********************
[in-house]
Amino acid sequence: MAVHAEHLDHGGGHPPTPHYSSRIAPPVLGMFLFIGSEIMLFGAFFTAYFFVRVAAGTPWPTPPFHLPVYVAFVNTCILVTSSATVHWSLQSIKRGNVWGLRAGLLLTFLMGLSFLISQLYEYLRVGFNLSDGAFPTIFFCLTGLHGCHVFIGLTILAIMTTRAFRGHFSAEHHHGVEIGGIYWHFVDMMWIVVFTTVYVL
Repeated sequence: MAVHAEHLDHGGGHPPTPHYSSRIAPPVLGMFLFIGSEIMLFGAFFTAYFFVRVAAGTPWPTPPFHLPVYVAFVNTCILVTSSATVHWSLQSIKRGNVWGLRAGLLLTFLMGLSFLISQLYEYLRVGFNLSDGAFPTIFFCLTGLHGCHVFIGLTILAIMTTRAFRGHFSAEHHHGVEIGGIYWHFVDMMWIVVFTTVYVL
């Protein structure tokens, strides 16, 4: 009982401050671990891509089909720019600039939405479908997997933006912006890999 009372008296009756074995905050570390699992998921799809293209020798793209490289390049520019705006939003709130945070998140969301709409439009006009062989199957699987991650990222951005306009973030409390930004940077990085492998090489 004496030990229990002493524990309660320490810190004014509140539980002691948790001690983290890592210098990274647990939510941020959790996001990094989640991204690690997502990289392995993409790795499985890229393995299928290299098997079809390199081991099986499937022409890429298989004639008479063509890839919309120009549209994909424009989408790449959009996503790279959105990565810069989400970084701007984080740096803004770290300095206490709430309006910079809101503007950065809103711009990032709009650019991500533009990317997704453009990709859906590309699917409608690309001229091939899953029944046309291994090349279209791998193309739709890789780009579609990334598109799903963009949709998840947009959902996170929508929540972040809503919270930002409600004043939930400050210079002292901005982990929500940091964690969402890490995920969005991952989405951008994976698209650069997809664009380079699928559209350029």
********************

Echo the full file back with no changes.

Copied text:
[in-house]
Amino acid sequence: MAVHAEHLDHGGGHPPTPHYSSRIAPPVLGMFLFIGSEIMLFGAFFTAYFFVRVAAGTPWPTPPFHLPVYVAFVNTCILVTSSATVHWSLQSIKRGNVWGLRAGLLLTFLMGLSFLISQLYEYLRVGFNLSDGAFPTIFFCLTGLHGCHVFIGLTILAIMTTRAFRGHFSAEHHHGVEIGGIYWHFVDMMWIVVFTTVYVL
Repeated sequence: MAVHAEHLDHGGGHPPTPHYSSRIAPPVLGMFLFIGSEIMLFGAFFTAYFFVRVAAGTPWPTPPFHLPVYVAFVNTCILVTSSATVHWSLQSIKRGNVWGLRAGLLLTFLMGLSFLISQLYEYLRVGFNLSDGAFPTIFFCLTGLHGCHVFIGLTILAIMTTRAFRGHFSAEHHHGVEIGGIYWHFVDMMWIVVFTTVYVL
């Protein structure tokens, strides 16, 4: 009982401050671990891509089909720019600039939405479908997997933006912006890999 009372008296009756074995905050570390699992998921799809293209020798793209490289390049520019705006939003709130945070998140969301709409439009006009062989199957699987991650990222951005306009973030409390930004940077990085492998090489 004496030990229990002493524990309660320490810190004014509140539980002691948790001690983290890592210098990274647990939510941020959790996001990094989640991204690690997502990289392995993409790795499985890229393995299928290299098997079809390199081991099986499937022409890429298989004639008479063509890839919309120009549209994909424009989408790449959009996503790279959105990565810069989400970084701007984080740096803004770290300095206490709430309006910079809101503007950065809103711009990032709009650019991500533009990317997704453009990709859906590309699917409608690309001229091939899953029944046309291994090349279209791998193309739709890789780009579609990334598109799903963009949709998840947009959902996170929508929540972040809503919270930002409600004043939930400050210079002292901005982990929500940091964690969402890490995920969005991952989405951008994976698209650069997809664009380079699928559209350029």